As for recommending it I would suggest that if you run across it pick it up and enjoy, but I wouldn’t go as far as to suggest that you run out and buy it right away.

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Smedley Darlington Butler

Smedley D. Butler born July 30, 1881 was probably one of the greatest American heroes that you’ve never heard about. What made him such a great American hero wasn’t the fact that he served his country as a Marine, the many battles and wars he fought in, or all the medals he received, including two medals of honor. Or that he stuck by the veterans when they marched on Washington to lobby for the bonuses they were promised. Several veteran were killed when the cavalry disbanded the veterans using gas.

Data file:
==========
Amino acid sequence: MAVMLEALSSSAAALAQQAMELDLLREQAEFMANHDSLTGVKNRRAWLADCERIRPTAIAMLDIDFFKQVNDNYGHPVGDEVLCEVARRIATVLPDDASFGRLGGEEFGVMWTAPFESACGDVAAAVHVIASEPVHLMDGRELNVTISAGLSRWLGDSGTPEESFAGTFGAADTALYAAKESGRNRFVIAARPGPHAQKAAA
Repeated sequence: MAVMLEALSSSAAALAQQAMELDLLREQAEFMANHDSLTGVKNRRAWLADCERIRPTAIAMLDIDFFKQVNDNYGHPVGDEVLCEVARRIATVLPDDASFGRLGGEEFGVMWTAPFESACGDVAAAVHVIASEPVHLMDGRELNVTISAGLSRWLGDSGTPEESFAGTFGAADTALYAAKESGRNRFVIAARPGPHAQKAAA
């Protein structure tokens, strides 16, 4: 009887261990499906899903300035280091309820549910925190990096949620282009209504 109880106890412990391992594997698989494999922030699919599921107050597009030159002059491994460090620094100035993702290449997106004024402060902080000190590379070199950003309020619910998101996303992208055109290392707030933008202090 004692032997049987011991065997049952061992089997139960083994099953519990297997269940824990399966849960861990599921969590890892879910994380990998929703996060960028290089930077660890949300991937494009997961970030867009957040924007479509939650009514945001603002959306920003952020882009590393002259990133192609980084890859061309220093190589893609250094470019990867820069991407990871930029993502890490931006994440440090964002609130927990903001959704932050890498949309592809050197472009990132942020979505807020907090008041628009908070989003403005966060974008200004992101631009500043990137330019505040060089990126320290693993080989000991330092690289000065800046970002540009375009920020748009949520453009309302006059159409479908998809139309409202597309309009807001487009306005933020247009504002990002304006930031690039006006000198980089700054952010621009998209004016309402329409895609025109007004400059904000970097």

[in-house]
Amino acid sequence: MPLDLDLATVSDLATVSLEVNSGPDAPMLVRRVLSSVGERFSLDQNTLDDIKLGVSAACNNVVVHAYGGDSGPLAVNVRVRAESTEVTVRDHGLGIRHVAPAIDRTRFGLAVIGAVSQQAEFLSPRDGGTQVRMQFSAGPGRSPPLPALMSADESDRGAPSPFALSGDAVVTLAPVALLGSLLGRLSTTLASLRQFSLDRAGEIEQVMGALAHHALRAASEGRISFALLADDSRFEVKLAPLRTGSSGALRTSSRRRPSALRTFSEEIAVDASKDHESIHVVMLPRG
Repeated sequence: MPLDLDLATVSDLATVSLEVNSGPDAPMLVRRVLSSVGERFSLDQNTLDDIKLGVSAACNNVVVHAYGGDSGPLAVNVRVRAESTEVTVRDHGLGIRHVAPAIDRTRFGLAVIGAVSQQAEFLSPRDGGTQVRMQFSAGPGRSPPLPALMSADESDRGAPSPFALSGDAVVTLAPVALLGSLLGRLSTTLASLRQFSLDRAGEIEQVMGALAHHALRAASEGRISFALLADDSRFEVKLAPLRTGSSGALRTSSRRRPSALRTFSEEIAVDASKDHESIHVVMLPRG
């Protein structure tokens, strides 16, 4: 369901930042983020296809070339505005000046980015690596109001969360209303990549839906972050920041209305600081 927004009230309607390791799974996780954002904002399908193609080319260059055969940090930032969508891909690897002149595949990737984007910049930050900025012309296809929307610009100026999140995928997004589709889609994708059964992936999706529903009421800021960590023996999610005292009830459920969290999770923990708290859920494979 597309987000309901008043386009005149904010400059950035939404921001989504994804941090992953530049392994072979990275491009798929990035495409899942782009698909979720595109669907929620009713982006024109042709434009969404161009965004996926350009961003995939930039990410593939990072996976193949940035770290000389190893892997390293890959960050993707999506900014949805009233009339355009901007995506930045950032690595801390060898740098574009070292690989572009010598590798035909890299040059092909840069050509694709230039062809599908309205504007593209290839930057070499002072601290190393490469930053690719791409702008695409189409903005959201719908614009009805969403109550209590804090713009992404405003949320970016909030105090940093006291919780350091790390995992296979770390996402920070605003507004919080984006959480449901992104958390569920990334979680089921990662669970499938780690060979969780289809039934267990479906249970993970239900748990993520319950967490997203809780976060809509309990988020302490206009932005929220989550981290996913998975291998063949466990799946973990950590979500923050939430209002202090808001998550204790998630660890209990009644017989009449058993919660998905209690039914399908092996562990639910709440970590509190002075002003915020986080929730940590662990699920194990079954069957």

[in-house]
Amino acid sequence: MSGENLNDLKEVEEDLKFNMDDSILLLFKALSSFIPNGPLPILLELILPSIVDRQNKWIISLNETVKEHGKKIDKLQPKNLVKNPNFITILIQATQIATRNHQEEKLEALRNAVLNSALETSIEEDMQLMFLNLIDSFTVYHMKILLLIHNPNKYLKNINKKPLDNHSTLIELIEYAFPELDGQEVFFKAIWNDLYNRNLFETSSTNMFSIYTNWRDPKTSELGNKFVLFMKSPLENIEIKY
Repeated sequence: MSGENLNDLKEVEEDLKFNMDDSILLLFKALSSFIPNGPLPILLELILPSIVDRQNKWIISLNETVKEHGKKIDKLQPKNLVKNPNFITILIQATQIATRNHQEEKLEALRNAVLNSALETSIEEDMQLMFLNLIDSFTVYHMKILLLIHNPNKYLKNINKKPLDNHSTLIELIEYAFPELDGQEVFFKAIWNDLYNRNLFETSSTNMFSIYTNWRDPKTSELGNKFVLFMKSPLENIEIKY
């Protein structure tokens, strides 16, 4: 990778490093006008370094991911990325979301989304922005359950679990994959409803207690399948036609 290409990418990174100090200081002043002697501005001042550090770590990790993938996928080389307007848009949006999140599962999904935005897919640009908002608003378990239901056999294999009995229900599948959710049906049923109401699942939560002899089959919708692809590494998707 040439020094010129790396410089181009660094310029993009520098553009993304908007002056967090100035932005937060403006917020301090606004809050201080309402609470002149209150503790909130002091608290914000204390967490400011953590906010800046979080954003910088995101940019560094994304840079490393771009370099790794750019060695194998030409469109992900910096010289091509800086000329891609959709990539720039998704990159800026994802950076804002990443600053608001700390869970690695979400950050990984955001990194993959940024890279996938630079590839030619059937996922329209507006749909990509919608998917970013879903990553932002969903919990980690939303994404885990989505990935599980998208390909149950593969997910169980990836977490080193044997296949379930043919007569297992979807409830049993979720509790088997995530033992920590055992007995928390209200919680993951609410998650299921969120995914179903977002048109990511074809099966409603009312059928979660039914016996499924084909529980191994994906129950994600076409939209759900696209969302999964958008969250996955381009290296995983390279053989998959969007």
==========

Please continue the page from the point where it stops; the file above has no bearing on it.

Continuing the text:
What made Smedley such an American hero was the fact that even though he was at odds with some of the things the government was doing/did he never lost sight of what it meant to be an American. So when some wealthy businessmen approached him to lead an army of veterans to overthrow the United States Government and set up a fascist government. Not only did he say no, he exposed those who wanted to destroy American freedom. The media (owned by businessmen) reported the story as a hoax, even though an investigation found evidence that confirmed Butler’s story.

It is my opinion that Smedley Darlington Butler should have a national holiday in his honor, and that holiday should be the first Tuesday in November. Everyone should get the day off work and be strongly encouraged to vote. What is more American than voting?

No Matter The Wreckage by Sarah Kay

No Matter the WreckageNo Matter the Wreckage by Sarah Kay
My rating: 5 of 5 stars

“No Matter The Wreckage” is everything I want from a book of poetry. For me poetry should take you to familiar places and allow you see them in a new light or it should take you to places you have never been and make them seem familiar enough that they becomes a part of you. “No Matter the Wreckage” is beautifully written and passed all my expectations.